- Creepy and imaginative imagery
- Short and low-text, thus approachable for some reluctant readers

What I didn't like:

- Too opaque for my tastes
- Inconsistencies and lack of explanation -- E.G. Why are a heron and a cat featured most prominently among animals, when none of them are of the 7 'Spirit Anim
Jul 09, 2017 rated it really liked it
This book introduced me to an issue I never knew existed: the frequent murder of native women, and I am forever grateful for that. Will I see? is dark and suspenseful, though any real connection to the characters is impossible with such a short story. Still, I found the artwork beautiful and perfect for this kind of story. It is a short and easy way to introduce people to these issues, while still leaving them with questions for further research. I highly recommend for people that have no prior ...more
Apr 10, 2021 rated it really liked it
Shelves: 2021, graphic-novels
On her way back home, May, a young Indigenous teenager, comes across this black cat, who leads her to different places around the city, where May discovers small keepsakes among the ground. When May brings these items to her Kookum, she insists on making a necklace of all the trinkets May found; unknowingly, this releases the stories of the Indigenous women that these items belonged to. Partnered with melancholy artwork, Will I See? is a wonderful commentary of the ongoing social issue of Canada ...more
Jun 28, 2020 rated it liked it
Shelves: graphic-novels
*3.5 stars
This graphic novel was a short but impactful story about missing and murdered Indigenous woman. The main character comes across a cat that has collected the items of a few women and we see what has happened to them. Some parts can be quite frightening to see but it shows the stark reality that Indigenous woman have to go through. Also, it describes the spiritual connection Indigenous people have with the Earth which was beautiful.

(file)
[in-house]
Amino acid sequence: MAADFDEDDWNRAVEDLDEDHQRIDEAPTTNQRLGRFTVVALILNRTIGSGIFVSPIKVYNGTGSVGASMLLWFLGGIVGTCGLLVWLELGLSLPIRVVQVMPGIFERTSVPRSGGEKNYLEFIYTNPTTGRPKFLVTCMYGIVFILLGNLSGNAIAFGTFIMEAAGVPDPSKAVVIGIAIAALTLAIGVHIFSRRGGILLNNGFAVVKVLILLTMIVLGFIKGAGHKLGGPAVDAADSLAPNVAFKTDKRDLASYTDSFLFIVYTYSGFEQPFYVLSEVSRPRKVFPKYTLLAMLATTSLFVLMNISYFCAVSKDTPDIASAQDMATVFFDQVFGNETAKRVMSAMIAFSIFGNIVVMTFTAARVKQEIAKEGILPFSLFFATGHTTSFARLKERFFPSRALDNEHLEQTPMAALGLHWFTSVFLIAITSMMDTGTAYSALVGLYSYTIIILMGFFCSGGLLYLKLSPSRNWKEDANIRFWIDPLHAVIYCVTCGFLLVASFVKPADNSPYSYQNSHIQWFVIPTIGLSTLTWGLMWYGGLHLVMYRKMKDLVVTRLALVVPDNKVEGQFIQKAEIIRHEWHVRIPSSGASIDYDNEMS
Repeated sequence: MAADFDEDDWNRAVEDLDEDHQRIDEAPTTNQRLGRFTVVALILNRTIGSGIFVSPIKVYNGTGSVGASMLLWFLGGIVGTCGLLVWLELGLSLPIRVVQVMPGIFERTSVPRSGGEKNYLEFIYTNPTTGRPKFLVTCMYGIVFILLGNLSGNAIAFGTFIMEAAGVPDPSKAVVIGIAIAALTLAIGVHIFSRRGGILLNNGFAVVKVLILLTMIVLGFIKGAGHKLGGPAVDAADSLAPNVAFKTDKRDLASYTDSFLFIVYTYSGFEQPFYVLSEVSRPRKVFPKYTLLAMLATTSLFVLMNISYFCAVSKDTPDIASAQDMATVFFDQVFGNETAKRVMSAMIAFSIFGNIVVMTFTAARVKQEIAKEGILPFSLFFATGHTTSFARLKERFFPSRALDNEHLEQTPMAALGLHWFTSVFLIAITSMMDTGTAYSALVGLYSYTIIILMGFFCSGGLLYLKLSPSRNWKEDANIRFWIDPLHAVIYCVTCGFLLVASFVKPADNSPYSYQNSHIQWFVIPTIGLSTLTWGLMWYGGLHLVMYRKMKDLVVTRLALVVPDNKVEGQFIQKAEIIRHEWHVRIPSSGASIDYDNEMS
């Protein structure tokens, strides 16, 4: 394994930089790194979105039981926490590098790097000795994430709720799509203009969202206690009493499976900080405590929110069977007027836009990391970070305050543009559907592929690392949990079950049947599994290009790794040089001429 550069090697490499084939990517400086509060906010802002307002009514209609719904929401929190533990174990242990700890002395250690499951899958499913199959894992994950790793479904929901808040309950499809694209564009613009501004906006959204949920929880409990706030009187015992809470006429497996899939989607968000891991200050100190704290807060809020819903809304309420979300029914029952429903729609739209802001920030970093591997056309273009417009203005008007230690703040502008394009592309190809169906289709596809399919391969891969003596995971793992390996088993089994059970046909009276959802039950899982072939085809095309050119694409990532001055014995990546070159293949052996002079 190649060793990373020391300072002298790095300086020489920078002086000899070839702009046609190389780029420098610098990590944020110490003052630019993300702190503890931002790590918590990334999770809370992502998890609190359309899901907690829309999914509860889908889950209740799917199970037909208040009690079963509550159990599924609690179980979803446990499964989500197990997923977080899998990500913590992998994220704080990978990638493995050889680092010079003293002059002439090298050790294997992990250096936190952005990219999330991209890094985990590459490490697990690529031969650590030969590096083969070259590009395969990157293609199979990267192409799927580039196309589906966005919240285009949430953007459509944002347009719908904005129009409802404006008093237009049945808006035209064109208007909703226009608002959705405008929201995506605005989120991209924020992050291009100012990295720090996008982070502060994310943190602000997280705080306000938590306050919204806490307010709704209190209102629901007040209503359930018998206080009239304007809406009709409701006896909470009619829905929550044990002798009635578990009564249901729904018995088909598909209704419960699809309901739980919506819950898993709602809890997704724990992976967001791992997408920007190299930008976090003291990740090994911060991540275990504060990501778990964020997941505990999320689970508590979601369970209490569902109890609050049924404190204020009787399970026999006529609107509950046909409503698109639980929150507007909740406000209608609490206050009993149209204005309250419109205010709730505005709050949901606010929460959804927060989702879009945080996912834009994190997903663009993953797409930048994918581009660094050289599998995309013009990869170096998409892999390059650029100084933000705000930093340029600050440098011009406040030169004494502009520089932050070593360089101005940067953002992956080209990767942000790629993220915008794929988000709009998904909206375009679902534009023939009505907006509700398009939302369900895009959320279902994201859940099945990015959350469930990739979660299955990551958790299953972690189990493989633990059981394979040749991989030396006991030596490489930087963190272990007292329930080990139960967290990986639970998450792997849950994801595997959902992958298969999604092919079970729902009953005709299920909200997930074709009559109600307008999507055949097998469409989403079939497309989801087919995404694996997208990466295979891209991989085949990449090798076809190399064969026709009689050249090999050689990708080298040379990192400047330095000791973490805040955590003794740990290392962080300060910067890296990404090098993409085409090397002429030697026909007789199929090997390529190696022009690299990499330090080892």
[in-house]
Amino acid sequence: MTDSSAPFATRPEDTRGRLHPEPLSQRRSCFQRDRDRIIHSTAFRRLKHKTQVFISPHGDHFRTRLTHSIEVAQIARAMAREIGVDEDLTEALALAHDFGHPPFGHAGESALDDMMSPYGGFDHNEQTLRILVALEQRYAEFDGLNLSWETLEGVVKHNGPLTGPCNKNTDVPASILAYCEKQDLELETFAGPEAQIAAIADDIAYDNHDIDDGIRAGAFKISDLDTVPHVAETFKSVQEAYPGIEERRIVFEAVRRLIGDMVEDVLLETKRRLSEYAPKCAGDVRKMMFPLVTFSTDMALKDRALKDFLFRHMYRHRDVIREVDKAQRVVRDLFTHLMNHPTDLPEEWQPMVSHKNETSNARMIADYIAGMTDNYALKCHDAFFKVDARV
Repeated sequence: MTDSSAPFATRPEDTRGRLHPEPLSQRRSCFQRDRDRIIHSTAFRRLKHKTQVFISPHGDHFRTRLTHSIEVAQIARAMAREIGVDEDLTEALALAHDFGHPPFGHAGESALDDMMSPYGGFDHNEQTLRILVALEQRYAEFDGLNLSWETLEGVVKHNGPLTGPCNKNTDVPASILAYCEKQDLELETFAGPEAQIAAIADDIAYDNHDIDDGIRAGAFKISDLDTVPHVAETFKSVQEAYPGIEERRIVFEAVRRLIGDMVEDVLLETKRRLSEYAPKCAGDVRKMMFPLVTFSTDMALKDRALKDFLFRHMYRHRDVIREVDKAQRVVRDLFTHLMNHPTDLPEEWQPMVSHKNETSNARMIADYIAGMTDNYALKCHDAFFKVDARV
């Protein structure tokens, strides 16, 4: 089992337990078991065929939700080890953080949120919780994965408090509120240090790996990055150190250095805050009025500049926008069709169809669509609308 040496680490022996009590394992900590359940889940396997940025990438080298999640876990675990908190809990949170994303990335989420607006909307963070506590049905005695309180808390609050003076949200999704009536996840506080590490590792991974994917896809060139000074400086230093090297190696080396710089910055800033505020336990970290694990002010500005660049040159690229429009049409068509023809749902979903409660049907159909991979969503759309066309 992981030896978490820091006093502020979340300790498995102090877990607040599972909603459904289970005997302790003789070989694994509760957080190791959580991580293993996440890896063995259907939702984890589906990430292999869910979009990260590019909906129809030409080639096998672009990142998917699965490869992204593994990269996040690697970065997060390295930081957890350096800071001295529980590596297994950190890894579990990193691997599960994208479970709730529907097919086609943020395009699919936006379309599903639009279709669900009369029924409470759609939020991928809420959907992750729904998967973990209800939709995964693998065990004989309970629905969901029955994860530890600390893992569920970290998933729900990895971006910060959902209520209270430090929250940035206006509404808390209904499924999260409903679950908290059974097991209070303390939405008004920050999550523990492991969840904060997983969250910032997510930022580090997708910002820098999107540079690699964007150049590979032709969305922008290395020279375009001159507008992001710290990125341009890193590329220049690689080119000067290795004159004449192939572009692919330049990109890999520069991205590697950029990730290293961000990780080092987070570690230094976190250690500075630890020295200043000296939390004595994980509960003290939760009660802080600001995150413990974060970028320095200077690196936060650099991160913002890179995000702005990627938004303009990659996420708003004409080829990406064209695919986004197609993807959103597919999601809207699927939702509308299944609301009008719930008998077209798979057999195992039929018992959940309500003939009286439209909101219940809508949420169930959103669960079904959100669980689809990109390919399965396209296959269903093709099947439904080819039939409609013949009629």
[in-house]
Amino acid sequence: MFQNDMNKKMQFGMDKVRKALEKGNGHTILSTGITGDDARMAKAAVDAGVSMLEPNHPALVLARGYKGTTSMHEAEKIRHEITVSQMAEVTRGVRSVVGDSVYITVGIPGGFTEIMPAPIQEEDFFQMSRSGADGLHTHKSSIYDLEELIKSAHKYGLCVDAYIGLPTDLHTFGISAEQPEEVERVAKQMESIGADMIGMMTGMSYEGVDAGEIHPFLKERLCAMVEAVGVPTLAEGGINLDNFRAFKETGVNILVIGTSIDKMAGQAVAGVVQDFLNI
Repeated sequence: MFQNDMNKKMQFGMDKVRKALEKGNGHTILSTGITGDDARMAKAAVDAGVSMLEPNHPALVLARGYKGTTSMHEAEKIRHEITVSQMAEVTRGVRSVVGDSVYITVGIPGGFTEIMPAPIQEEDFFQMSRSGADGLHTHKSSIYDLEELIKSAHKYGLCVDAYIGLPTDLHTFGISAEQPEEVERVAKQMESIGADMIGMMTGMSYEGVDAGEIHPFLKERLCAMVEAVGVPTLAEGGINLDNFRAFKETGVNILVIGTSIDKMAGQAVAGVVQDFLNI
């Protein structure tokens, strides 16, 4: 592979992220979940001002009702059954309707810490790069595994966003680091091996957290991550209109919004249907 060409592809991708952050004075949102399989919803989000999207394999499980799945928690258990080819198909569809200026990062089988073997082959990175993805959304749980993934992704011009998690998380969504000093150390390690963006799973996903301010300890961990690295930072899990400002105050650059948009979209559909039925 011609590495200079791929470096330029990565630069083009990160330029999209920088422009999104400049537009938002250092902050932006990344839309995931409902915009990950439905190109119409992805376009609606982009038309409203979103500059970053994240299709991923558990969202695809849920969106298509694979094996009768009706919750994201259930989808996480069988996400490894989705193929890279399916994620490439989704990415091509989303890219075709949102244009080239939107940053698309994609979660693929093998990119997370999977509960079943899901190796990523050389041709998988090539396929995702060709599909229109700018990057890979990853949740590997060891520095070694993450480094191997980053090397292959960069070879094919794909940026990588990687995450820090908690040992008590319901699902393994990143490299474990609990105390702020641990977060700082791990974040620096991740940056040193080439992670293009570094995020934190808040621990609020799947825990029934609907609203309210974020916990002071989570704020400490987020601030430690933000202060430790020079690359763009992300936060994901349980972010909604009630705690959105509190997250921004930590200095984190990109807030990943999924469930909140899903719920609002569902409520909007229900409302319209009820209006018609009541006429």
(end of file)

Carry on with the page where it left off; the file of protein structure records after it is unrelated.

Feb 14, 2020 rated it liked it
I wish this had been a bit longer, because the concept was really interesting. There were some points where I was confused as to whether the main character was dreaming or things were actually happening to her. But even with a couple confusing situations, this was an important story to put into writing and graphic novel form.
Jun 25, 2020 rated it really liked it
To understand the context of this short graphic novel, the reader has to have some context about Missing and Murdered Indigenous Women in Canada. This book broaches this subject of violence towards Indigenous women in a meaningful and beautiful way that leaves room for more discussion about this systemic issue.
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David A. Robertson (he/him/his) is an award-winning writer and recent recipient of the Writer's Union of Canada's Freedom to Read Award. His books include When We Were Alone (winner Governor General’s Literary Award), Will I See? (winner Manuela Dias Book Design and Illustration Award), Betty: The Helen Betty Osborne Story (listed In The Margins), and the the YA trilogy The Reckoner (winner Michae ...more